After taking the train back in to the centre of Brussels, we visited the uniquely popular and crowded Manneken Pis. Originally designed in the early 17th Century, the original Manneken Pis currently resides in the Museum of the City of Brussels, however the replica is still one of the most popular attractions in Brussels. On the winding streets back to the Grand-Place, we managed to find some fantastic (and cheap!) Greek Gyros that certainly filled us for the afternoon.
After wandering around the Grand-Place for the first time in the daytime, which was equally as impressive as at night, we headed to what quickly became our favourite bar in the city – Au Brasseur. Located just off the Grand-Place, the bar had great seating right on the street in the sun, where you can watch the world go by. We opted to try the 6 beer tasting flight featuring some of Belgium’s favourite beers including La Trappe, Waterloo, Brugge Triple, Tripel Karmeliet, Kwak and Delirium. The standard beer menu is fairly daunting, with plenty to choose from, so the taster is a great chance to try out some of the most popular choices. Kwak quickly became my go-to drink, partly due to the fantastic glass and holder it comes in when ordering it normally. After enjoying a few drinks well into the evening, we decided to call it a night and take ourselves back to the apartment.
Address: 22 Rue des Veaux, 67000 Strasbourg, France
The first thing we did on our third day was head back across the road for an amazing breakfast at Holy Bagels, consisting of Bagels with cream cheese and jams, and great coffee to set us up for the day. After this we jumped on a tram to head to the Cantillon Brewery Tour, the only traditional lambic brewery left in the country. Behind an unassuming facade sits a deceptively large and fantastic brewery that has been operating for over 100 years.
Address: Rue Gheude 56, 1070 Anderlecht, Belgium
The popular tour starts with an overview of the brewery and the traditions of lambic brewing, before you can self-guide yourself around the whole site, taking in the whole process of the traditional brewery (and meeting some friendly spiders along the way in the dusty stores). The tour finishes with an opportunity to try the beers in the bar area, two of which are included in your tour price. There’s also a shop to buy beer and gifts to take away, and the whole experience takes around 90 minutes.
We took a tram back to the centre of Brussels and wandered around the streets close to the Grand-Place, buying the best Belgian chocolate and gifts, before ending up back in Au Brasseur for another flight of beer. Being an avid Manchester City fan, a quick Facebook search took me to The Big Game Sports Bar to watch our game against Crystal Palace. Walking in, it looks like you’re entering a Sky Sports studio, with TVs covering every wall. Their happy hour famously lasts most of the day making it an obvious favourite for tourists and local sports fans. A couple of hours later, a few cheap beers, and a great 5-0 win, we emerged back into the heat and light outside and headed back to the apartment to grab some food before returning to the centre for the evening.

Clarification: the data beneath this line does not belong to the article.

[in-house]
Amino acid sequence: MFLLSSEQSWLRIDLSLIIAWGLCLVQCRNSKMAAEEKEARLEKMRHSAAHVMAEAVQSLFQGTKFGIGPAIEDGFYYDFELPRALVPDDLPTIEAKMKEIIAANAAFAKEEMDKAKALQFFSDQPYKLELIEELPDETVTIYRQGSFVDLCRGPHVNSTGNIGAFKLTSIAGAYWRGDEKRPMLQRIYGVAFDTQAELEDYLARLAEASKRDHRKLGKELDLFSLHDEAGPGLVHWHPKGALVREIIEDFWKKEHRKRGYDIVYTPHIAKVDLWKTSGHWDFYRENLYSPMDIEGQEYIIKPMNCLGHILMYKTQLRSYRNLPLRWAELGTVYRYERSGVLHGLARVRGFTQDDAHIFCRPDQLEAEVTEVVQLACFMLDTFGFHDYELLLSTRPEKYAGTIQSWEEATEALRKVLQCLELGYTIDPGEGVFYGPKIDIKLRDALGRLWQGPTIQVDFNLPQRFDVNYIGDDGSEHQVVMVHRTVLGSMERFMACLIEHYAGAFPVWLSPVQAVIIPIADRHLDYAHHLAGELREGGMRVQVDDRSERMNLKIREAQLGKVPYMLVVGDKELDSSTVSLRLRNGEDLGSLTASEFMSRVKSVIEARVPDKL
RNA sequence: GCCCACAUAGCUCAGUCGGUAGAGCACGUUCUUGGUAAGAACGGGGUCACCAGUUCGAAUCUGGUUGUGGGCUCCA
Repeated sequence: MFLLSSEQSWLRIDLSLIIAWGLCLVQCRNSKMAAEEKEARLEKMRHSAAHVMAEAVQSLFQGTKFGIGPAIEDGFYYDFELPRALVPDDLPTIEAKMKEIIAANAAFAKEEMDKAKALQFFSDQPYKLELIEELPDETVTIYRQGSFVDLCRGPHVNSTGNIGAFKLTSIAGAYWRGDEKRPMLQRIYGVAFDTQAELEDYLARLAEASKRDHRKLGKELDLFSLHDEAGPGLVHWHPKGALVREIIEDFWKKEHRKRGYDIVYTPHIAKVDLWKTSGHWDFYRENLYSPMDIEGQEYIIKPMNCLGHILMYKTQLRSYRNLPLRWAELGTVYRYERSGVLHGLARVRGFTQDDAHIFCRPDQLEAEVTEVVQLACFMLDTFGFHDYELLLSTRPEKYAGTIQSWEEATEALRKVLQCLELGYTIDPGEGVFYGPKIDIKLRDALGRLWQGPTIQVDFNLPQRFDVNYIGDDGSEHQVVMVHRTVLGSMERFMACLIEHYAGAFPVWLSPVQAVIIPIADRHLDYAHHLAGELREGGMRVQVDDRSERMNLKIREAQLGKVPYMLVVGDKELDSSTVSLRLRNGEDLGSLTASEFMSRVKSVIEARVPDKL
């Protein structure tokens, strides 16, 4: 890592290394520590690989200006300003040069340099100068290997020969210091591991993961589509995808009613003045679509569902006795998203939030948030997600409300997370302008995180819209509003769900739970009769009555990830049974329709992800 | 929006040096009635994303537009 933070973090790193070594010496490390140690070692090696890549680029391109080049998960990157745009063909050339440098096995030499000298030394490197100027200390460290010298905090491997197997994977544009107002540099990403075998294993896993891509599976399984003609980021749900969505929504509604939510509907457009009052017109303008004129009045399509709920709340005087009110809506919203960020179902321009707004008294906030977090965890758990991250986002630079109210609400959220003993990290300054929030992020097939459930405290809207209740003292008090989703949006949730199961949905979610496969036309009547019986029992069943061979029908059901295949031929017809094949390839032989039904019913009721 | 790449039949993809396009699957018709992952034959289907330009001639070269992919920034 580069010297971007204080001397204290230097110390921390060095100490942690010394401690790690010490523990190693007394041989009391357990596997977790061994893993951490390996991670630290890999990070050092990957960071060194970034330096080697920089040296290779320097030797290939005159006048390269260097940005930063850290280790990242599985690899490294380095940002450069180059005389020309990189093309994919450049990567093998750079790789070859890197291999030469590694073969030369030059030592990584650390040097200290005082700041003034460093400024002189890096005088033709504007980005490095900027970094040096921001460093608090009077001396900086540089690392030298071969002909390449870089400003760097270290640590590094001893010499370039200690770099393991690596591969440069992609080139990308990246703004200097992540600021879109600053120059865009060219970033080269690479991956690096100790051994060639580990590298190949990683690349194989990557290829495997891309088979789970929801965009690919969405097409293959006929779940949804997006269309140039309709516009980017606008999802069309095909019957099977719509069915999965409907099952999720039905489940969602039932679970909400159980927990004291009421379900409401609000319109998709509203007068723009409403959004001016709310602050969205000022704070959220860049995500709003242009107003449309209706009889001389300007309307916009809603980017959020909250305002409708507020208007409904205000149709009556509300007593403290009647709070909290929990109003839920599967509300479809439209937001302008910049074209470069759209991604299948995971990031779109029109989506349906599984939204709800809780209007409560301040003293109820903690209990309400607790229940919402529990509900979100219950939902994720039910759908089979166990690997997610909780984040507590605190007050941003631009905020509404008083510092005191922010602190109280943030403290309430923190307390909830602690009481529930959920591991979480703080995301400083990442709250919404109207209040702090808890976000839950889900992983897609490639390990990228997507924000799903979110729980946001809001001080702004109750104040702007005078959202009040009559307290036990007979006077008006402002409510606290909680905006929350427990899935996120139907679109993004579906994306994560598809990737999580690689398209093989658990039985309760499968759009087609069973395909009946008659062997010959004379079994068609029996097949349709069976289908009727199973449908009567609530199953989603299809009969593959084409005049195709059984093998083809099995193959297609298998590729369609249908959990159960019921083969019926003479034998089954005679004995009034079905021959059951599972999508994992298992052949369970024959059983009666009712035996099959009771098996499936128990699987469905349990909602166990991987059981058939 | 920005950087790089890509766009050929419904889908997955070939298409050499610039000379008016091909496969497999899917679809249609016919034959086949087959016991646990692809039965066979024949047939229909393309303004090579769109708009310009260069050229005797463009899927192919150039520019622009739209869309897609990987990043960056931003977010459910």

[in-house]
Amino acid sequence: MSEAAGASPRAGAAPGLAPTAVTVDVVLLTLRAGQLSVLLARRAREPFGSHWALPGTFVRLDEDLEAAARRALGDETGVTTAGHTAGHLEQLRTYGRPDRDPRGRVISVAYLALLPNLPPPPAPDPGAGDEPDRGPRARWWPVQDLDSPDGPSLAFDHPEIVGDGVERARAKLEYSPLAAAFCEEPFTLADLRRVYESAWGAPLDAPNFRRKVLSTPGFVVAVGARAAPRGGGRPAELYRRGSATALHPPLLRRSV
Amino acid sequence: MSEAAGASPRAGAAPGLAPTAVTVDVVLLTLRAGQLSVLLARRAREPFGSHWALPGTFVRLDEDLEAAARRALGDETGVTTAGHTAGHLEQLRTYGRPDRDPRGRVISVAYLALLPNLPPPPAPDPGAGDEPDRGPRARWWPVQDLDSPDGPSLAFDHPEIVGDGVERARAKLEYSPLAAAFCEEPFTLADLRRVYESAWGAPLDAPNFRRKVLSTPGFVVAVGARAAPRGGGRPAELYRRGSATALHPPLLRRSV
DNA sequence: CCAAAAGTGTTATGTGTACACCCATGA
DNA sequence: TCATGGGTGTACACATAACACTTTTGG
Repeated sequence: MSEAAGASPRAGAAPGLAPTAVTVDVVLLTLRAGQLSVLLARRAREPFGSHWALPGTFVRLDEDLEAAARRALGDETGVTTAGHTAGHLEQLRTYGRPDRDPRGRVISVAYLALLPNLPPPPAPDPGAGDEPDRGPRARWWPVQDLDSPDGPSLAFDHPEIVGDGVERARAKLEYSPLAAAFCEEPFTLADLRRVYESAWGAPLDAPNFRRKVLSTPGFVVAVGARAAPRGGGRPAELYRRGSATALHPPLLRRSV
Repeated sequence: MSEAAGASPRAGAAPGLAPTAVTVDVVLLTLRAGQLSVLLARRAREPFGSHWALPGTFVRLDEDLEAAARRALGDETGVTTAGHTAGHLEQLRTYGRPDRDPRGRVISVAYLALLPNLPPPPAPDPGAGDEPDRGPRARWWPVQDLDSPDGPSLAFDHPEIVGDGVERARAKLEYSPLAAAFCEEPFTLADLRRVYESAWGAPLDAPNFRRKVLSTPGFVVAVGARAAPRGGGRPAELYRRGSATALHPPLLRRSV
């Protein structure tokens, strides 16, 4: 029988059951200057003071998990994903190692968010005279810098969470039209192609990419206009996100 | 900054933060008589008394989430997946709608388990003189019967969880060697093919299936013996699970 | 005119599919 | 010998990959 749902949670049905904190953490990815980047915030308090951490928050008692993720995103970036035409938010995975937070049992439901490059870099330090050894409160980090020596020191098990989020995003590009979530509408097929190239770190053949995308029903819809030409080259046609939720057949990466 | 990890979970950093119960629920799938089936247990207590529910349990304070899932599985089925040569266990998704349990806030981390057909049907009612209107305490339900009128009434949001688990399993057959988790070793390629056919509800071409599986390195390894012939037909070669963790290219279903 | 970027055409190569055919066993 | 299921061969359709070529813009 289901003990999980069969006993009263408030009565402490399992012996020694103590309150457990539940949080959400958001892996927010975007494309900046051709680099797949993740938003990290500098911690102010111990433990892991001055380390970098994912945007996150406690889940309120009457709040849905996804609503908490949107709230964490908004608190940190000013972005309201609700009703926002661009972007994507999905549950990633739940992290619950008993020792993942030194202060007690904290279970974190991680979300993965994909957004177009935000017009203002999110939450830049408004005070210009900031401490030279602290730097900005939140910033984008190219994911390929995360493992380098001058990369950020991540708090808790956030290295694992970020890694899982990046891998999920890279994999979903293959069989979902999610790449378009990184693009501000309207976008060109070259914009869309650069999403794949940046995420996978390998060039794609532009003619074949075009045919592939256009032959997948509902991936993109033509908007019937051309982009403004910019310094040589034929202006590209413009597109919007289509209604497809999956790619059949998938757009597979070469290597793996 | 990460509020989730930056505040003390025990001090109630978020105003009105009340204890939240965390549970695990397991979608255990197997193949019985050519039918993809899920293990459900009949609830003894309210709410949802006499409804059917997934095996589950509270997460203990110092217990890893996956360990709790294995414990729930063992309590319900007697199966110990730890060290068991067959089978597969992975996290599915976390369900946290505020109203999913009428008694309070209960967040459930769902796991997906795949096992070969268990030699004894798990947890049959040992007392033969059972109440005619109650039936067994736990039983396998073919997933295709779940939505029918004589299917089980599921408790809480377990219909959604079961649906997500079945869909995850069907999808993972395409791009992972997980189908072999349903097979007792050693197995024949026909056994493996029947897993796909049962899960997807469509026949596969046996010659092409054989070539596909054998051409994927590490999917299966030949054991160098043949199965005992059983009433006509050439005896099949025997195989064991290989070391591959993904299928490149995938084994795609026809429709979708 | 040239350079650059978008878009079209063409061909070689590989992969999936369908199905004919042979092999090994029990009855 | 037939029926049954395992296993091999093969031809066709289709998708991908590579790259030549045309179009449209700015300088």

The Big Game Sports Bar
Address: Rue Henri Maus 5, 1000 Bruxelles, Belgium
We made it back into town for around 9pm, and stumbled upon the end of the DCL | Grand Prix Brussels drone festivals in the fantastic Mont des Arts Gardens. I never realised drone racing was such big business until we saw the international competitors and the incredible speed of the drones racing around the custom track, it was amazing to watch! We then spent a couple of hours at our now regular haunt Au Brasseur, during which we saw several street bands popping up along the cobbles, including a very interesting and fun jazz act.
As Brussels seemed an incredible safe and welcoming city, we decided to walk the 40 minutes back to the apartment, and unintentionally but happily found ourselves in the middle of the Brussels Night Run, a yearly 8km run through the heart of the city. We clapped the lead the runners through the centre of the Grand Place, and then enjoyed an incredible amount of entertainment along the route on our way home. It was great seeing how much was going on the city and everybody we met was so friendly and welcoming.
We ended the night in Supra Bailly, a small bar back in Ixelles. Despite it being midnight by this point, the bar was great with a really chilled and easy atmosphere, with no drunk groups or issues, something you don’t always find back in the UK! There was a great mix of young people, old people, students and more, and it was a great way to end the night.
Address: Rue du Bailli 77, 1050 Ixelles, Belgium
On our final day we packed up and had breakfast in the apartment as we had to leave by midday. As we were not flying until later in the evening we made our way to the Brussels Central Train Station to drop our luggage off in the lockers. We purchased our dual train and bus tickets to Charleroi airport from a helpful assistant in the train station, and then jumped on the bus to the Leopold Quarter.
In this part of town you will find the very corporate area of the European Commission Headquarters, as well as the interesting Museum of Natural Sciences. With some impressive Iguanodon skeletons on display that were originally discovered in Belgium in the 19th Century, the Museum has plenty of exhibitions and attractions to enjoy, and allowed us to while away a couple of hours before we needed to make our way to the airport.
Museum of Natural Sciences
Address: Rue Vautier 29, 1000 Bruxelles, Belgium
After walking back to the centre of Brussels, we headed to the train station to begin our journey back home. The train and bus take around 1 hour 30 minutes in total, and although it is slightly cheaper than the shuttle bus I would recommend sticking to the shuttle for ease and speed. Brussels South-Charleroi is a fairly basic airport but includes all of the amenities you need, and we spent the remainder of our money on Jupiler’s and reminisced on a great few days in the Belgian capital.